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September 23, 2018

Taking A Break From Kenya’s Potholes

Maybe I’m just easily impressed these days. As I fell out of the plane in Mauritius dazed and confused and grumpy in an undercaffeinated sort of way, the first thing I noticed were the really nice roads.

Dual carriage way, too, for the main road. Nice, nice. I was a bit dazed and confused because I had several hours of a layover in Dubai and both legs of the journey had included screaming and wailing small humans (When the plane approached Dubai, I also noticed long, straight and, even more exciting, lit roads in what I assume was the desert. A super highway even? I will investigate.)

So Mauritius. Lovely roads, but then again, only 90km top to bottom, so that’s maybe not such an engineering feat. I had been invited to a conference on ICT/BPO outsourcing and Mauritius positioning itself as the ‘gateway’ to Africa.

The island state does have a very attractive tax regime with its 15 per cent corporate tax, so that’s been a draw – and one that the government clearly hopes to exploit for the BPO/outsourcing industry: set up your company there, and then tackle the continent.

There are other attractive features besides the low tax regime: Mauritius is very clear about its priorities in attracting investors and has been ranked 19th in the World Bank’s global Doing Business 213 survey, and the first in sub Saharan Africa.

For all its tininess, swimming somewhere in the middle of the Indian Ocean, the island has been able to transform itself from an economy depending on a single commodity, sugar, to diversify into textile production and then into off-shore financial services, and not necessarily of the shady money-laundering kind.

So lots of interesting achievements, even if you consider that the island state is tiny, and had a lot of support through its Indian connections. And they even have a cyber city: not a field with rocks, Konza style, but an area with actual office towers and outsourcing firms working away.

I’m sure that if I had hung out in Mauritius a bit longer, and outside the (well managed) conference, I’d have found residents who would have told me more about the not-so-functional sides of the island – those exist everywhere.

But talking about the investment environment, I was reminded of just two recent Kenya episodes: My friend Ritesh took a big leap sometime last year, quit corporate employment, and acquired the franchise to set up Naked Pizza in Kenya. Ritesh is a thorough and diligent man and followed all the existing regulations for business and food business in detail.

Which doesn’t seem to have helped at all: In less than five weeks, he had more than seven visits by City Council askaris, once even accompanied by armed police men (pizza business presumably being of the more dangerous sort?), every single time with bogus complaints:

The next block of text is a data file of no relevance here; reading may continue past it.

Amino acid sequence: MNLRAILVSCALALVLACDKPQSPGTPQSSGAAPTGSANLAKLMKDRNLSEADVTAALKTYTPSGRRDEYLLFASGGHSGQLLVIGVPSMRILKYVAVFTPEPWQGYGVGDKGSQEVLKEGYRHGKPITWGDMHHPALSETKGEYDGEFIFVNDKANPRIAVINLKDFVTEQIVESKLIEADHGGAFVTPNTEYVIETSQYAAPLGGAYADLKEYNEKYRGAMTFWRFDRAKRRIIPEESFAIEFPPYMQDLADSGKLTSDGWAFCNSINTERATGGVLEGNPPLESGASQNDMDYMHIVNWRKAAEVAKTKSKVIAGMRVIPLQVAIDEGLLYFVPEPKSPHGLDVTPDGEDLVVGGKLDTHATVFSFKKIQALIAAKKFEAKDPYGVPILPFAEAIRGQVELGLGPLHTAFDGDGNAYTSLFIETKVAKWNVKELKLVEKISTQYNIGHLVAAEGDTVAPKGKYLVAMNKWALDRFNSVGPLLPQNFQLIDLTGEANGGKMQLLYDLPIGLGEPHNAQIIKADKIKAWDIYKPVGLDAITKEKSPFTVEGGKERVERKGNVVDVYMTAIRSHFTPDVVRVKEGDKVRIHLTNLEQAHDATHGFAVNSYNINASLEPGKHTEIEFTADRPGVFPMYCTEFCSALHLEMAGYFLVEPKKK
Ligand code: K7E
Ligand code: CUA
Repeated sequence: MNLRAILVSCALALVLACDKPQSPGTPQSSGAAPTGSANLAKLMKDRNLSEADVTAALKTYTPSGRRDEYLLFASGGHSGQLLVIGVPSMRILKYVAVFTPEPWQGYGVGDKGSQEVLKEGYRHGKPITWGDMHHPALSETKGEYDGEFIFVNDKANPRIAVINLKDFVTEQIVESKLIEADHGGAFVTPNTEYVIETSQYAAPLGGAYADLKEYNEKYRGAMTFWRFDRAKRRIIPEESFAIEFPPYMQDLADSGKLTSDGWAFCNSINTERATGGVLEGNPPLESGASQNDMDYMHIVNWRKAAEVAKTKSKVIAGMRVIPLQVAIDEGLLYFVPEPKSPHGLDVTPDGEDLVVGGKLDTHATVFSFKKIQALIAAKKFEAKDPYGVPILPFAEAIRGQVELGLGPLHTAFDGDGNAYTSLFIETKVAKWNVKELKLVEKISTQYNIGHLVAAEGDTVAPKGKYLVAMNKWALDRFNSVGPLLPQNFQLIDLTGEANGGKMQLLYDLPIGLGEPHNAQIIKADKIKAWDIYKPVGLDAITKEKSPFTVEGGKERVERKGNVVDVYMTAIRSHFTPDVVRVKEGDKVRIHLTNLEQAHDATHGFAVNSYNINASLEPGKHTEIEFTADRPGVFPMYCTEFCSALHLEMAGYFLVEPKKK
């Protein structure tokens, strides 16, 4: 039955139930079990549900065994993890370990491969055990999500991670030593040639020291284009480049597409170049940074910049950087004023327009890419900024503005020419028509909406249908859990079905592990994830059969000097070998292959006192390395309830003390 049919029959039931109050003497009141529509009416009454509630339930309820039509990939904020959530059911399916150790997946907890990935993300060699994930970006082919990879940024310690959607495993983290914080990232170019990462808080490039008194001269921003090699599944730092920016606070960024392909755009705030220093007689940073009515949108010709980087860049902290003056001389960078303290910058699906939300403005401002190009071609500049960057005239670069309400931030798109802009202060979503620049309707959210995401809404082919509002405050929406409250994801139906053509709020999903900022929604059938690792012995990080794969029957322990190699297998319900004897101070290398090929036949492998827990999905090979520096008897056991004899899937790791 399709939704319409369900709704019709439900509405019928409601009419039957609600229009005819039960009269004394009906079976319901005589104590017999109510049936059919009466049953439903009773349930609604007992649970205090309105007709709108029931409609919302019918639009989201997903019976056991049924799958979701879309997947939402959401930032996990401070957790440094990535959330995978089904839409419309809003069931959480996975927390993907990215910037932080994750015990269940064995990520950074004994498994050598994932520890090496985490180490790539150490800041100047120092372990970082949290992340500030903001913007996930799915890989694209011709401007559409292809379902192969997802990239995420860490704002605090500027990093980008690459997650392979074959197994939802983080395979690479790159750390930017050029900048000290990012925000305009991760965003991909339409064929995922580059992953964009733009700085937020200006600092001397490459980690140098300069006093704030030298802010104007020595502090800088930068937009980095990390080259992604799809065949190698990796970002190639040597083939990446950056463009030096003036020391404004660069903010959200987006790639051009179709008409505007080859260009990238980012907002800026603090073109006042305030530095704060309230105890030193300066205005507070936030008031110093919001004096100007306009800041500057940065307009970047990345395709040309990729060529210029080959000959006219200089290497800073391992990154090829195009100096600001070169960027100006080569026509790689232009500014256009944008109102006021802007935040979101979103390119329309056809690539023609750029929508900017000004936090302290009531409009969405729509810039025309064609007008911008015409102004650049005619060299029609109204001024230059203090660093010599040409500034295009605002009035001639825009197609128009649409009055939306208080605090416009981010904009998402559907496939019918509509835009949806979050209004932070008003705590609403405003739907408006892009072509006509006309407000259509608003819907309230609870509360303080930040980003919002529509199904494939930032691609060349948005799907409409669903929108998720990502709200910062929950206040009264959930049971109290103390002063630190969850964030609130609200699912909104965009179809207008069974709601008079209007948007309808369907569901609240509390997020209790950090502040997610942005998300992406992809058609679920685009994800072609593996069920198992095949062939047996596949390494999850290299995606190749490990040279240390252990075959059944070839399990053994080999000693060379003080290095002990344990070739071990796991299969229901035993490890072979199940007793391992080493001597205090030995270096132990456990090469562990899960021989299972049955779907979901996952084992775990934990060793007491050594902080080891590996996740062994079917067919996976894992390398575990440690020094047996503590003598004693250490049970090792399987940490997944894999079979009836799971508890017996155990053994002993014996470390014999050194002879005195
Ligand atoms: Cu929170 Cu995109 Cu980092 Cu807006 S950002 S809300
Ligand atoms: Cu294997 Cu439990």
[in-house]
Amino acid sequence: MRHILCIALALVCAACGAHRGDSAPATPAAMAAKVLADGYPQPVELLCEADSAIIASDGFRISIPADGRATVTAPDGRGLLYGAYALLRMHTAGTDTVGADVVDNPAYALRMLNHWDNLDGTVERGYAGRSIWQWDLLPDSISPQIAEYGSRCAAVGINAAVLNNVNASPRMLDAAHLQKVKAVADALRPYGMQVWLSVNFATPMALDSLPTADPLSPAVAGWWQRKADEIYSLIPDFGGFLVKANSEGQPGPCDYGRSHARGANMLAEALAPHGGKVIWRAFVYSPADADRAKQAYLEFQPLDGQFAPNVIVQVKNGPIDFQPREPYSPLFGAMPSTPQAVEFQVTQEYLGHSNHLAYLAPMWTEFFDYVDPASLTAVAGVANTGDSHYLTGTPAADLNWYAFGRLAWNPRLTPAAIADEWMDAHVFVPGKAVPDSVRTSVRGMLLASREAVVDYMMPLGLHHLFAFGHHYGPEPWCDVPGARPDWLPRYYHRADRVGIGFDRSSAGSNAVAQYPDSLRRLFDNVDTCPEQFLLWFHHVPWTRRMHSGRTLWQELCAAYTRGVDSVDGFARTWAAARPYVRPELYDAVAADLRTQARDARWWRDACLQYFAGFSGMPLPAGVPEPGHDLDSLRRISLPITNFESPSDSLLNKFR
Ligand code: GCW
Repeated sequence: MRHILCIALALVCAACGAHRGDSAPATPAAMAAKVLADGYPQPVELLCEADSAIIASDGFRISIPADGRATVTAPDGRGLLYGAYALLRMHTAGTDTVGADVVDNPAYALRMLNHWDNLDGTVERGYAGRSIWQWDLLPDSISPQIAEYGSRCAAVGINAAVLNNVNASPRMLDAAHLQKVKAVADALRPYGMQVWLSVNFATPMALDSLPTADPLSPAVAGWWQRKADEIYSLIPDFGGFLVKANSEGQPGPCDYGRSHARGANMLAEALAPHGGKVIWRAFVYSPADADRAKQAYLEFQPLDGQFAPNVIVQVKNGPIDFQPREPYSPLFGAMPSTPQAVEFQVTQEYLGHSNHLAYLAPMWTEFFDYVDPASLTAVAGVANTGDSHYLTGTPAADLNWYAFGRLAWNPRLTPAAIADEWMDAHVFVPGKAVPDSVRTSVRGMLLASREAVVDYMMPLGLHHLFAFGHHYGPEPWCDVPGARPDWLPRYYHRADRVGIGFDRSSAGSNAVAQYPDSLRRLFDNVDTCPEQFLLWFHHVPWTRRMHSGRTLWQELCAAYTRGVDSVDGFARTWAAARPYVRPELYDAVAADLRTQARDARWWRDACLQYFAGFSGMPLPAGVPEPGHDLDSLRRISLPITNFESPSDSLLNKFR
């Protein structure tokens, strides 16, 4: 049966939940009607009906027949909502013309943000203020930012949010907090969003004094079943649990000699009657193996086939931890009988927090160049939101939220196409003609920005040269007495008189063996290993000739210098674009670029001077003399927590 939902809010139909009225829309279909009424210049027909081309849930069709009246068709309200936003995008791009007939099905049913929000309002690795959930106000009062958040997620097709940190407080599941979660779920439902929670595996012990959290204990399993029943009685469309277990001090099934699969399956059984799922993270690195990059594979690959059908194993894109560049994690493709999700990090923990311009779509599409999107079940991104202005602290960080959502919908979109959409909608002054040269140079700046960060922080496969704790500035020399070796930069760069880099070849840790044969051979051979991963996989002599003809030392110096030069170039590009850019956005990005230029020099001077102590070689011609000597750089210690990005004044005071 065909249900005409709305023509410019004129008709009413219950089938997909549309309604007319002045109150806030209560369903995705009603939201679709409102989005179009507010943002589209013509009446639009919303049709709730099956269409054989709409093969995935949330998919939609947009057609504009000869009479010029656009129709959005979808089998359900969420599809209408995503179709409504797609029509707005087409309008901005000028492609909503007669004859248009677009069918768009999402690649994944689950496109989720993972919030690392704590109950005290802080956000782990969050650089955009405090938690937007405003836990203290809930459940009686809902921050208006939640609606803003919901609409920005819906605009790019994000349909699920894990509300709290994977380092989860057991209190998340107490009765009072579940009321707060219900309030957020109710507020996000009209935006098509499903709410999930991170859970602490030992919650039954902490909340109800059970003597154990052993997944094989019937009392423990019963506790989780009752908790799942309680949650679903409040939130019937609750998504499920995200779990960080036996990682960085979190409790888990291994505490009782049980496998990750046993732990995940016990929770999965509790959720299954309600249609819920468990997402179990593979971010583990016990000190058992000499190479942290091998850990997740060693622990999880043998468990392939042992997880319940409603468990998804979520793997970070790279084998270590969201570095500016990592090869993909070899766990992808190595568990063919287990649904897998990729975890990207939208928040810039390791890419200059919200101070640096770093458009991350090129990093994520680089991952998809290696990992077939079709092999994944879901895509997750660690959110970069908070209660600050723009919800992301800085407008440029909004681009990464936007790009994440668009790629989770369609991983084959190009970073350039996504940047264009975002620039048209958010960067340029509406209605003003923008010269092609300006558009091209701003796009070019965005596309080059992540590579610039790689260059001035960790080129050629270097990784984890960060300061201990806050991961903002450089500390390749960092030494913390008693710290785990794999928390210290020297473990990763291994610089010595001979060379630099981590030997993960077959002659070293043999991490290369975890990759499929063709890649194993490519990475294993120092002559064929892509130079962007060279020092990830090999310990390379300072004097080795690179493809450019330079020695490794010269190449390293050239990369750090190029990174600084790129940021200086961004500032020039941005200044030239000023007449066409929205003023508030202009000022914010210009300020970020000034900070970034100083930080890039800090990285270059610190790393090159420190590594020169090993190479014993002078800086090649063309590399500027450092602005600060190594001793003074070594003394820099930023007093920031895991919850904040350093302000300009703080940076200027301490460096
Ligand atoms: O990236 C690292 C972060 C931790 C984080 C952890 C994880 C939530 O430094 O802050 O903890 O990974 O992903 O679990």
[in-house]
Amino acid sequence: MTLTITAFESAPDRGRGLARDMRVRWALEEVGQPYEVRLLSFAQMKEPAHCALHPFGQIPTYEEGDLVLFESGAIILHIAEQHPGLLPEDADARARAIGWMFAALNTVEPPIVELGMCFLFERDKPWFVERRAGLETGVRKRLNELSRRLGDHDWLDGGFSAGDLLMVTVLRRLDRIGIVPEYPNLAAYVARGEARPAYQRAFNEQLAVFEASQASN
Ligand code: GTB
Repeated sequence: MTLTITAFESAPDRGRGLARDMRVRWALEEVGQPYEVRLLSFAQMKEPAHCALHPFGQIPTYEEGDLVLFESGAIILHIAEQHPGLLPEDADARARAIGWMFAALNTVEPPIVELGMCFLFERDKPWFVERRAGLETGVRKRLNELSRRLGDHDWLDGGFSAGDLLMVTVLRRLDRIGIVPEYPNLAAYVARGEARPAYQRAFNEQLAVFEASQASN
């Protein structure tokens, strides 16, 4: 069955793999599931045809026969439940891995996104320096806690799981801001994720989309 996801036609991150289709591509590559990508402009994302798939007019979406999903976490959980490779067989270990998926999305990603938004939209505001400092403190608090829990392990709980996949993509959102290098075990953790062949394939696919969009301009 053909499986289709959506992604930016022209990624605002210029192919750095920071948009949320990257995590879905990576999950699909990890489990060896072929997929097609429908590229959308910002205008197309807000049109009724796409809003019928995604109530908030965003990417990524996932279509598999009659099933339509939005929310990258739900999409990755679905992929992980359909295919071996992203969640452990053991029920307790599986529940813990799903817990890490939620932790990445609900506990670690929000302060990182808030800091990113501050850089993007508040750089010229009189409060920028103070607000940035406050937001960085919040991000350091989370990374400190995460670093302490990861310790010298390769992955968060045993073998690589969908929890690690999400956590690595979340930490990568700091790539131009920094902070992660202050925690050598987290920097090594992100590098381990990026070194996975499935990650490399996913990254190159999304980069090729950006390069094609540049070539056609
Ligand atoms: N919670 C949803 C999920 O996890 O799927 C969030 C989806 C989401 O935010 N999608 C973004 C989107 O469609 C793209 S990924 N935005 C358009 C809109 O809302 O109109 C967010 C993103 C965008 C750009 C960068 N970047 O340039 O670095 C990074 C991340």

Ritesh has health certificates for all his staff, doesn’t pump waste water on the road, etc. His company is compliant, extra compliant, in every single issue. The only non-compliance was the City Council askaris entering the premises with dirty shoes and clothes.

And my friend Tamara Britten wrote Karibu Kenya, an incredibly detailed accommodation guide for Kenya, with all properties, from tiny guest shacks to five-star facilities, included. For Kenya’s tourism, such a large part of the economy, that can only be a good thing.

But the freshly printed copies of ‘Karibu Kenya’ ended up spending a few months in storage at Mombasa port because Tamara was engaged in a lengthy debate with the Kenya Revenue Authority whether her book was actually, believe it or not, a book – books can be imported duty free, non-books can’t.

By the time she had convinced them that the book-looking thing with pages can, in fact, be classified as a book, she didn’t have to pay import duty, but was still stuck with the bill for storage costs. Way to go.

I’m really pleased that new Nairobi governor Evans Kidero recently made the point that City Council askaris are not, in fact, there to make everyone’s life as miserable as possible, but are there to serve the public (strange notion, I know).

And Ritesh also said that he just had a visit by the City Council’s internal investigations department that is charged with investigating internal corruption, and they were courteous and professional, according to him.

But: being treated professionally shouldn’t depend on whether you have access to Kidero’s office and various other important people. In principle, Kenya has got everything, absolutely everything going for it, but such governance issues will keep tripping up new and more investment.

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